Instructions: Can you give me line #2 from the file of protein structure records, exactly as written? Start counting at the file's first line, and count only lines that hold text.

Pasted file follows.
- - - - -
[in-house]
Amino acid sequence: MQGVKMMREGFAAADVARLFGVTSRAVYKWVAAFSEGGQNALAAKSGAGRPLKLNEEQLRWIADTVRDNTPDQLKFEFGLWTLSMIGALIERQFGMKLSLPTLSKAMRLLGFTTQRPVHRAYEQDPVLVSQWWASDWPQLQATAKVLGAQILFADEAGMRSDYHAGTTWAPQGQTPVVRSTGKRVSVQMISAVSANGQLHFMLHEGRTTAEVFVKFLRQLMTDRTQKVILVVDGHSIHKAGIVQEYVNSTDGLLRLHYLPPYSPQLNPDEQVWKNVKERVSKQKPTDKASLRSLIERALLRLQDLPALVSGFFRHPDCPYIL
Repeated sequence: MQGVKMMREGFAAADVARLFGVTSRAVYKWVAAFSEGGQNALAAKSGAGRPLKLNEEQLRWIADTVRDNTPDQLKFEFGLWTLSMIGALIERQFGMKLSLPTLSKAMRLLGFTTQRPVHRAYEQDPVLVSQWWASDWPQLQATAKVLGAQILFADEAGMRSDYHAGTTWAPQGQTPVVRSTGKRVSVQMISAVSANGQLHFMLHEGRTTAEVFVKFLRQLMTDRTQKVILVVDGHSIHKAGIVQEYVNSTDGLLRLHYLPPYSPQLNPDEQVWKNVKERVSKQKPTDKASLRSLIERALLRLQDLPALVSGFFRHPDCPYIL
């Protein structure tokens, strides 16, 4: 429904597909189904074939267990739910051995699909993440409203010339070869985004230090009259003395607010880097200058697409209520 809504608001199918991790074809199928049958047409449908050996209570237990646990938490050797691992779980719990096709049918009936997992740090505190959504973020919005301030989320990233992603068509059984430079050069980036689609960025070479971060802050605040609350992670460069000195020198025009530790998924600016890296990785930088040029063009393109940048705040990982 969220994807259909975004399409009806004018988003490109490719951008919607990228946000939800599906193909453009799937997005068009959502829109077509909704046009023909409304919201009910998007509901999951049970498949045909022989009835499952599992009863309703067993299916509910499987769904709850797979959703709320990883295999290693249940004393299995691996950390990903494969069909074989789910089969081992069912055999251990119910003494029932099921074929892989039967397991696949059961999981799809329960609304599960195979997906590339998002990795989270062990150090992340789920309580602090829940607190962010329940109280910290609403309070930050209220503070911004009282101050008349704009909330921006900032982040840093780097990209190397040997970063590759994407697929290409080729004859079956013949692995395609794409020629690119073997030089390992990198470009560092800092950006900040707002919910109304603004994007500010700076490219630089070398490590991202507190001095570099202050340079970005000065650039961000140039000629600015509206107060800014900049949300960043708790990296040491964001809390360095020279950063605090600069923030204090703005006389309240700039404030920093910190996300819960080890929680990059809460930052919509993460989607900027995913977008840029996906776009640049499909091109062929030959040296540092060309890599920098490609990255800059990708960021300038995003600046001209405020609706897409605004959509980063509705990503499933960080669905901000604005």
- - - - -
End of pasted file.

Amino acid sequence: MQGVKMMREGFAAADVARLFGVTSRAVYKWVAAFSEGGQNALAAKSGAGRPLKLNEEQLRWIADTVRDNTPDQLKFEFGLWTLSMIGALIERQFGMKLSLPTLSKAMRLLGFTTQRPVHRAYEQDPVLVSQWWASDWPQLQATAKVLGAQILFADEAGMRSDYHAGTTWAPQGQTPVVRSTGKRVSVQMISAVSANGQLHFMLHEGRTTAEVFVKFLRQLMTDRTQKVILVVDGHSIHKAGIVQEYVNSTDGLLRLHYLPPYSPQLNPDEQVWKNVKERVSKQKPTDKASLRSLIERALLRLQDLPALVSGFFRHPDCPYIL